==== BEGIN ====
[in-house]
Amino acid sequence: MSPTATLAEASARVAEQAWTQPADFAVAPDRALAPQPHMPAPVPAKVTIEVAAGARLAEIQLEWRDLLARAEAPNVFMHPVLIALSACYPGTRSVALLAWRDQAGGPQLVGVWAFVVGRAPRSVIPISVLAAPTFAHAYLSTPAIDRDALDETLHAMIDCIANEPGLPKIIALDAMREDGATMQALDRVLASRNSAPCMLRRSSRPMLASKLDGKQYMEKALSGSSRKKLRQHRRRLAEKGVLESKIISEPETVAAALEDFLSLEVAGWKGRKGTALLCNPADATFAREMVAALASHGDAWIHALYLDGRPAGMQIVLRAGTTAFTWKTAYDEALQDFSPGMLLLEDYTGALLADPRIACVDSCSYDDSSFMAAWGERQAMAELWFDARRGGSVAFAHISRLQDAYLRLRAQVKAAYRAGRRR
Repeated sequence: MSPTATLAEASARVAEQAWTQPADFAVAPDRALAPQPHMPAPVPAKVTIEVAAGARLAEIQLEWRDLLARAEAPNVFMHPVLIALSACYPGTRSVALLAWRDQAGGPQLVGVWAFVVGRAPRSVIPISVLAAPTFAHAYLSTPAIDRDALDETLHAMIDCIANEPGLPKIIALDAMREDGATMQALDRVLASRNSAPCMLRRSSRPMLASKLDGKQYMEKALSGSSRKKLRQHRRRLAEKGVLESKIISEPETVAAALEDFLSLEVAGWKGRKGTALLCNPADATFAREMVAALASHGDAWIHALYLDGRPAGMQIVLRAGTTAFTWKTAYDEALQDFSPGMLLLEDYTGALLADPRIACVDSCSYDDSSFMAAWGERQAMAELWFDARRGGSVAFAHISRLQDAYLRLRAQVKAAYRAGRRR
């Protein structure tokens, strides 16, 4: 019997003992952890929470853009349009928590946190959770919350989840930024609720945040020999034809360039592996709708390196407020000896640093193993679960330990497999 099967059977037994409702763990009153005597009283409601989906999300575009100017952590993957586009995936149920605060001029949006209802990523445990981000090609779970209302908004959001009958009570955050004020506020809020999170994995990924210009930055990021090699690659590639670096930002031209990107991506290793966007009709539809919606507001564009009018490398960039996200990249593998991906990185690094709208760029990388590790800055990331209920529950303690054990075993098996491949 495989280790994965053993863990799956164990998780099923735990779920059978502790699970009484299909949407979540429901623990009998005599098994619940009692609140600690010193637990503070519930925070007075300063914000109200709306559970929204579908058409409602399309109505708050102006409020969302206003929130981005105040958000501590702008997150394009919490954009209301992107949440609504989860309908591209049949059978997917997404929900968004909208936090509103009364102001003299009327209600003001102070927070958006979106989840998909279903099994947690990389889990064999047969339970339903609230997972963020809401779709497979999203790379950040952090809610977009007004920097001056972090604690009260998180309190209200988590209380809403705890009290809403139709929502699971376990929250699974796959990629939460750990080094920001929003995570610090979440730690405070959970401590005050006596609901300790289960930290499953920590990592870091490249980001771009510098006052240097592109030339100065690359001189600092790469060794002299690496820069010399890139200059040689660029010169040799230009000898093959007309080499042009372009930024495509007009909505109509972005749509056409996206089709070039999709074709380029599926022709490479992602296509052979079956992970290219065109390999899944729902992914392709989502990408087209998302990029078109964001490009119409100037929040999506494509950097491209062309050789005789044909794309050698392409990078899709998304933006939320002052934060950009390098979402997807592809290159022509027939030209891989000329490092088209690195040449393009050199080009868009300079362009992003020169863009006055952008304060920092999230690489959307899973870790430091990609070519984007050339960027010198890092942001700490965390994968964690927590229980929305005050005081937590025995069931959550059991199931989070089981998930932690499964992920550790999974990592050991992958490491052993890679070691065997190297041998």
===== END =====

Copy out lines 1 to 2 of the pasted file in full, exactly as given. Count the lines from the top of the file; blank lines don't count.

[in-house]
Amino acid sequence: MSPTATLAEASARVAEQAWTQPADFAVAPDRALAPQPHMPAPVPAKVTIEVAAGARLAEIQLEWRDLLARAEAPNVFMHPVLIALSACYPGTRSVALLAWRDQAGGPQLVGVWAFVVGRAPRSVIPISVLAAPTFAHAYLSTPAIDRDALDETLHAMIDCIANEPGLPKIIALDAMREDGATMQALDRVLASRNSAPCMLRRSSRPMLASKLDGKQYMEKALSGSSRKKLRQHRRRLAEKGVLESKIISEPETVAAALEDFLSLEVAGWKGRKGTALLCNPADATFAREMVAALASHGDAWIHALYLDGRPAGMQIVLRAGTTAFTWKTAYDEALQDFSPGMLLLEDYTGALLADPRIACVDSCSYDDSSFMAAWGERQAMAELWFDARRGGSVAFAHISRLQDAYLRLRAQVKAAYRAGRRR